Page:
The Gujarati language is facing an uncertain future in this country, to put it mildly. At least its written form is in danger of a slow death. Although a living and vibrant language in India, Gujarati is suffering from an apparent indifference from the very people who speak it as their native language in Pakistan.

A recent decision by the National Database and Registration Authority sums up the plight this language now finds itself in. Nadra has omitted Gujarati from the column asking the applicant about his mother tongue.

Interestingly enough, both Quaid-i-Azam Mohammad Ali Jinnah and Mohandas Karamchand Gandhi spoke Gujarati. Mr Jinnah, by the way, knew Persian as well because his mother spoke the language.

Spoken by over 50 million people, Gujarati is the 26th most widely spoken language in the world. The majority of native speakers of Gujarati lives in the Indian state of Gujarat. Apart from Gujarat, the regions where the language is spoken as first language include some area of Maharashtra (like Mumbai), Pakistan (especially Karachi), Bangladesh, a few African countries — where Gujarati-speaking Indians had settled centuries ago — and, of course, countries where Gujarati-speaking immigrants live in large numbers, such as the United Kingdom and the United States.

A branch of the Indo-Aryan family of languages, Gujarati evolved from Sanskrit and Prakrit, according to linguists. But modern Gujarati took shape in the early 19th century. It has its own script that has evolved from Sanskrit and Hindi scripts and many letters in the Gujarati alphabet are almost like the ones in Hindi’s Devanagari script. However, the Gujarati script does not have a horizontal line that is put above every word in Hindi.

The Gujarati literature’s oldest written record dates back to the 17th century. But it was Alexander Kinloch Forbes, a British officer and scholar in the government of British India, who gave a fillip to the language and literature of Gujarati by encouraging local writers.

Forbes was instrumental in getting the first Gujarati play written, the first Gujarati newspaper and literary magazine published. He also established a library in Surat in 1850 and Gujarati Sabha in Mumbai in 1865.

The number of Gujarati speakers in Pakistan is declining fast and one of the reasons is that the new generation of Gujarati-speaking does not use it. The few who do so speak it strictly within the family or community. Since most of the youth, the descendants of Gujarati-speaking communities, cannot read the script, Gujarati-language publications in Pakistan face an imminent death.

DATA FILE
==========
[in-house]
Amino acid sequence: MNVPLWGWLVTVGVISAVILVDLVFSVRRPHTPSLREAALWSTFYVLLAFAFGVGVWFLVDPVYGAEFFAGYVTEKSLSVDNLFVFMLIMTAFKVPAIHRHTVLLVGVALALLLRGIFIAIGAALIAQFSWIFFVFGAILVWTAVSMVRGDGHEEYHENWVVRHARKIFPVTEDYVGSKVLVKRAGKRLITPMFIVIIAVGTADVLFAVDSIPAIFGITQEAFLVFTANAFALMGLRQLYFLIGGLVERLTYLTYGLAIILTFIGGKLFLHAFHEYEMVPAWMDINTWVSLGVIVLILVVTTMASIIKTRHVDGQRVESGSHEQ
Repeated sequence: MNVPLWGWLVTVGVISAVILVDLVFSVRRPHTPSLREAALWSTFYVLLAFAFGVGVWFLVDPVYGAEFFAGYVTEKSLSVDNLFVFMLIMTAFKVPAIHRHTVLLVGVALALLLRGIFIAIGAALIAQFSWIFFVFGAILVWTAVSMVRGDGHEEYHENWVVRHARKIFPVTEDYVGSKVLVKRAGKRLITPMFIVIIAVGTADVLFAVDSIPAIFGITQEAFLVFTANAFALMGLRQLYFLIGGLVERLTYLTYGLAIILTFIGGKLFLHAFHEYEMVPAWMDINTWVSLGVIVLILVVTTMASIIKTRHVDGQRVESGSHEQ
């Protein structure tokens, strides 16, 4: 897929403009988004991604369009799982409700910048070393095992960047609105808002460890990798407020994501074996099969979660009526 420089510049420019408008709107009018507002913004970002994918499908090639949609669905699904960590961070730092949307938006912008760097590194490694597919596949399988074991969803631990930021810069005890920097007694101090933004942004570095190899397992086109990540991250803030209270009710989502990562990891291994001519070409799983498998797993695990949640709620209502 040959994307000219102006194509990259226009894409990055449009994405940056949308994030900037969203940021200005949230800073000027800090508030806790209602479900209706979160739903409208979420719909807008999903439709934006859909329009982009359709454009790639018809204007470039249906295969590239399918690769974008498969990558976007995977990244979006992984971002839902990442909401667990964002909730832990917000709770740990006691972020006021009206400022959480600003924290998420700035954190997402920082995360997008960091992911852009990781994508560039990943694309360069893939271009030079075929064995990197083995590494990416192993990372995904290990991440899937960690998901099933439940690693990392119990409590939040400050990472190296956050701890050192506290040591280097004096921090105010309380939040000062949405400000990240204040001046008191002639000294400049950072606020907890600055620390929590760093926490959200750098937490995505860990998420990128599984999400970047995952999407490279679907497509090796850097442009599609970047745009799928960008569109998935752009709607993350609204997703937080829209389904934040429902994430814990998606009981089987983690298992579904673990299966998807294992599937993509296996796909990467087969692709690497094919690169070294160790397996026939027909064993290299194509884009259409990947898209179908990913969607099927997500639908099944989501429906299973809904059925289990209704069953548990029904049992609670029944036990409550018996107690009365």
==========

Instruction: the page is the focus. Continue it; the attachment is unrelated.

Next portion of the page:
Gujarati is spoken in Pakistan by those who migrated from present-day India after the creation of this country. Some of the communities that had settled here before 1947 and did not migrate to India after Partition, still speak Gujarati. The communities that still speak Gujarati are the Bohras, Parsis, Hindus, Ismailis, Kutchi Memon and Kathiawari Memon. They are mainly settled in Karachi, adding colour to the city’s multi-lingual, multi-ethnic scene.

Although a minority language in Pakistan, Gujarati is the official language of India’s Gujarat state, where Hindi is the “additional official language”.

Many senior citizens would recall that Gujarati was taught at many schools in Karachi. There used to be Gujarati-medium schools and students were allowed to use it as the medium of answer in secondary and higher secondary examinations. Special arrangements were made to assess such answer scripts. This was in vogue from independence till the early 1970s, when schools were nationalised.

In those days Gujarati journalism in Karachi was doing well. At least two daily news papers, Millat and Dawn Gujarati, were brought out from this city. In addition, there used to be an evening newspaper, Vatan.

Daily Millat and Vatan are still alive, but face a bleak future as the number of readers is falling steadily .

‘Millat’, launched by Fakhr Matri in 1948, added a few pages in Urdu about 20 years ago to win over younger readers, but the experiment does not seem to have paid off.

A few Gujarati magazines, too, appeared from this city till the 1990s. Newspapers, magazines and books were imported from India and some of them enjoyed immense popularity.

For instance, many people (this writer among them) would recall that their elders used to read Chakram and Chitralekha, magazines imported form Indian Gujarat. These were very popular among Gujaratis in India and Pakistan. N.J. Golibar, the editor of Chakram, was a well-known figure among Gujaratis of Karachi back in the 1960s. Some columnists of Chitralekha were household names.


Gujarati ‘mushaeras’ were a regular feature in Karachi. And attendance at such events used to be good. But with the passage of time, all this seems a distant memory.

The second generation of Gujarati-speaking migrants from India, who settled in Karachi, knew Gujarati and were able to read and write it.

The later generations, however, lost interest in this language as they did not see any prospect while the Urdu and English languages offered lucrative jobs and were useful in education as well as for everyday communication in society.

Nowadays only the elderly read and write Gujarati while most of the younger ones (young only in a relative sense) cannot even speak it fluently.

The loss of a language is indeed a matter of concern — not for linguists or anthropologists alone but also for anyone interested in culture.

Published in Dawn, January 20th, 2017



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